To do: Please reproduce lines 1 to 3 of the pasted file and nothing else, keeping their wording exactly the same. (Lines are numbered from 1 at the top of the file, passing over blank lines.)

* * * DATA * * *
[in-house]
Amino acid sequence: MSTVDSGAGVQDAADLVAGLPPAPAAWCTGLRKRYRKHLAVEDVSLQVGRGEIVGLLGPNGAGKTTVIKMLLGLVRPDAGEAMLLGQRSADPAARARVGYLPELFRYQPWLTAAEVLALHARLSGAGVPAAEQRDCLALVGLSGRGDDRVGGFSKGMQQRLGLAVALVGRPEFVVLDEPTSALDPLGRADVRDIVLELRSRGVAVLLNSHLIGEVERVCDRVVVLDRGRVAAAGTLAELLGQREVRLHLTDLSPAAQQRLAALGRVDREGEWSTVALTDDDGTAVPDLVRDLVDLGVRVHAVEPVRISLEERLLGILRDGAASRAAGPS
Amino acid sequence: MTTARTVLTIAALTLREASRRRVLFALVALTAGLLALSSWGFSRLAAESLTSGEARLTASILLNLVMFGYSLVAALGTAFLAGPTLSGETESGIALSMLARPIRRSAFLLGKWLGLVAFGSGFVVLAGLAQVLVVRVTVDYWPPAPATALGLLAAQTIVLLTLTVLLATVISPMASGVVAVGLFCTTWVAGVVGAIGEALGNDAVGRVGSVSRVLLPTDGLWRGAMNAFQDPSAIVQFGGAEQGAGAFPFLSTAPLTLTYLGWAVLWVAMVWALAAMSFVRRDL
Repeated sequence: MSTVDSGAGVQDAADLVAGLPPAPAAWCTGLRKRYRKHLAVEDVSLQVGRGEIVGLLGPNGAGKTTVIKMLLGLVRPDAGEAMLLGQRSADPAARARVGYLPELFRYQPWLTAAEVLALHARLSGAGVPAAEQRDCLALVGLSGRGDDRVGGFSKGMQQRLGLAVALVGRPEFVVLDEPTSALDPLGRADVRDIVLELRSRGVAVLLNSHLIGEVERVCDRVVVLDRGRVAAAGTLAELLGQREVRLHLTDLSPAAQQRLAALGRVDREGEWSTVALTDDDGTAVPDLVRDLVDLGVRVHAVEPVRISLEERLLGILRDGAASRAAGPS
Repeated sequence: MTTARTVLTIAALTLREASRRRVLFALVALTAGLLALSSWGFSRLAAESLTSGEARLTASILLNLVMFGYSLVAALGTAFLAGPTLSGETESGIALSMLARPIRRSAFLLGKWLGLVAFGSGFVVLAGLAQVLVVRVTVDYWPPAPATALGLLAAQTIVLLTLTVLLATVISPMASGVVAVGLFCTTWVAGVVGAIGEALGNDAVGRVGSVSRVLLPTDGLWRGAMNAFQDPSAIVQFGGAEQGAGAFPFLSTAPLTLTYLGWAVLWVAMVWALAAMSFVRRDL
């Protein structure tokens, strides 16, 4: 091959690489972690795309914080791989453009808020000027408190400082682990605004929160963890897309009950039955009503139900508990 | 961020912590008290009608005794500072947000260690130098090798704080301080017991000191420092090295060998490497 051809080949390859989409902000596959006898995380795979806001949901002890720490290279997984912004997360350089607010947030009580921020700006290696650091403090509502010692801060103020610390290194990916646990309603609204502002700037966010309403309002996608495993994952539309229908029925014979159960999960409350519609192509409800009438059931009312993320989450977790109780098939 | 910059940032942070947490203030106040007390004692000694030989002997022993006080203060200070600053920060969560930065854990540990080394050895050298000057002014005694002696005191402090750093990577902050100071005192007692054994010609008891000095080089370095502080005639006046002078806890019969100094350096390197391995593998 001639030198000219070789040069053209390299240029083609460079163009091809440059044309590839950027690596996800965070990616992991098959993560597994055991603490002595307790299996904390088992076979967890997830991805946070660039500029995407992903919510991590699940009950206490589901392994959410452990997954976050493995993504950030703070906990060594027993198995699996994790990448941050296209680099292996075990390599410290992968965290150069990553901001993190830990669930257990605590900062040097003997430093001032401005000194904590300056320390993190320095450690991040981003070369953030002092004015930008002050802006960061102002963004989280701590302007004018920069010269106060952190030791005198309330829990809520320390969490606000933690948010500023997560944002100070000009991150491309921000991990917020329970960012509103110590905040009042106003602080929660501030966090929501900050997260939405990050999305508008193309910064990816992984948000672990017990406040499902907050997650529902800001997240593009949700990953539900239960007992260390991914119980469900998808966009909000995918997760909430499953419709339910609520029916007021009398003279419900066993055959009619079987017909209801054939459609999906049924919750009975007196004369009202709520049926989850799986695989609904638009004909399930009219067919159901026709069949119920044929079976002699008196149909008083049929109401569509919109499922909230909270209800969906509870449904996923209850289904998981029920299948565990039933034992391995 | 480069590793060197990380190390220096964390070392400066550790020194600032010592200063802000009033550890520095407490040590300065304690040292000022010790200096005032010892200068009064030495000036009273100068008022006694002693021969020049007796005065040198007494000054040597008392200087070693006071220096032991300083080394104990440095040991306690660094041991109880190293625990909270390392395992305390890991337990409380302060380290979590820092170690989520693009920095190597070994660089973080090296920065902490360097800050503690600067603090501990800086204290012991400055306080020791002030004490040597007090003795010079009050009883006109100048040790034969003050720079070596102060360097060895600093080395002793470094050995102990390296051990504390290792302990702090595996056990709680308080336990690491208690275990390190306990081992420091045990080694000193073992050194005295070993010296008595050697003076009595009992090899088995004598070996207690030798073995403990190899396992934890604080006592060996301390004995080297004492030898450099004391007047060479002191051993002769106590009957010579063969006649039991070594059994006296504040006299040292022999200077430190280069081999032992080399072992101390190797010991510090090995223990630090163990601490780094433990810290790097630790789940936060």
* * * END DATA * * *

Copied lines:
[in-house]
Amino acid sequence: MSTVDSGAGVQDAADLVAGLPPAPAAWCTGLRKRYRKHLAVEDVSLQVGRGEIVGLLGPNGAGKTTVIKMLLGLVRPDAGEAMLLGQRSADPAARARVGYLPELFRYQPWLTAAEVLALHARLSGAGVPAAEQRDCLALVGLSGRGDDRVGGFSKGMQQRLGLAVALVGRPEFVVLDEPTSALDPLGRADVRDIVLELRSRGVAVLLNSHLIGEVERVCDRVVVLDRGRVAAAGTLAELLGQREVRLHLTDLSPAAQQRLAALGRVDREGEWSTVALTDDDGTAVPDLVRDLVDLGVRVHAVEPVRISLEERLLGILRDGAASRAAGPS
Amino acid sequence: MTTARTVLTIAALTLREASRRRVLFALVALTAGLLALSSWGFSRLAAESLTSGEARLTASILLNLVMFGYSLVAALGTAFLAGPTLSGETESGIALSMLARPIRRSAFLLGKWLGLVAFGSGFVVLAGLAQVLVVRVTVDYWPPAPATALGLLAAQTIVLLTLTVLLATVISPMASGVVAVGLFCTTWVAGVVGAIGEALGNDAVGRVGSVSRVLLPTDGLWRGAMNAFQDPSAIVQFGGAEQGAGAFPFLSTAPLTLTYLGWAVLWVAMVWALAAMSFVRRDL